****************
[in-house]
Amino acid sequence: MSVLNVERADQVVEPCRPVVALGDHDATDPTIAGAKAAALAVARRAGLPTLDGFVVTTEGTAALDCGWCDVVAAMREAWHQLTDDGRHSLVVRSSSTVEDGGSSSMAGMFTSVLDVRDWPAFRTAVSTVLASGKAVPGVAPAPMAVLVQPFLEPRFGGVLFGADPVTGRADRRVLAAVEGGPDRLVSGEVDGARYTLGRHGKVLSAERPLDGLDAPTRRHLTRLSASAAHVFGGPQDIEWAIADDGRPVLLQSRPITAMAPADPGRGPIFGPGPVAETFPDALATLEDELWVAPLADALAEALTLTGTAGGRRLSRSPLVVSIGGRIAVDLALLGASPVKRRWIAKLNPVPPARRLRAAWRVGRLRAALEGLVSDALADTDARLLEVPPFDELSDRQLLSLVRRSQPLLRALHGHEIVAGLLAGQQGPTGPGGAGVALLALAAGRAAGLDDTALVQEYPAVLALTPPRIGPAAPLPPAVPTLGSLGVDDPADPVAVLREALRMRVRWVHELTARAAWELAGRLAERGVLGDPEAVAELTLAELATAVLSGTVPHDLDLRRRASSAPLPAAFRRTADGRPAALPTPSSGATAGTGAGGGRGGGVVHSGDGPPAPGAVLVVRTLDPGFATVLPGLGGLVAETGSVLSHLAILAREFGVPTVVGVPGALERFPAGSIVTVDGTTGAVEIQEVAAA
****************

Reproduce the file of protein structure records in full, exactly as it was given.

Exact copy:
[in-house]
Amino acid sequence: MSVLNVERADQVVEPCRPVVALGDHDATDPTIAGAKAAALAVARRAGLPTLDGFVVTTEGTAALDCGWCDVVAAMREAWHQLTDDGRHSLVVRSSSTVEDGGSSSMAGMFTSVLDVRDWPAFRTAVSTVLASGKAVPGVAPAPMAVLVQPFLEPRFGGVLFGADPVTGRADRRVLAAVEGGPDRLVSGEVDGARYTLGRHGKVLSAERPLDGLDAPTRRHLTRLSASAAHVFGGPQDIEWAIADDGRPVLLQSRPITAMAPADPGRGPIFGPGPVAETFPDALATLEDELWVAPLADALAEALTLTGTAGGRRLSRSPLVVSIGGRIAVDLALLGASPVKRRWIAKLNPVPPARRLRAAWRVGRLRAALEGLVSDALADTDARLLEVPPFDELSDRQLLSLVRRSQPLLRALHGHEIVAGLLAGQQGPTGPGGAGVALLALAAGRAAGLDDTALVQEYPAVLALTPPRIGPAAPLPPAVPTLGSLGVDDPADPVAVLREALRMRVRWVHELTARAAWELAGRLAERGVLGDPEAVAELTLAELATAVLSGTVPHDLDLRRRASSAPLPAAFRRTADGRPAALPTPSSGATAGTGAGGGRGGGVVHSGDGPPAPGAVLVVRTLDPGFATVLPGLGGLVAETGSVLSHLAILAREFGVPTVVGVPGALERFPAGSIVTVDGTTGAVEIQEVAAA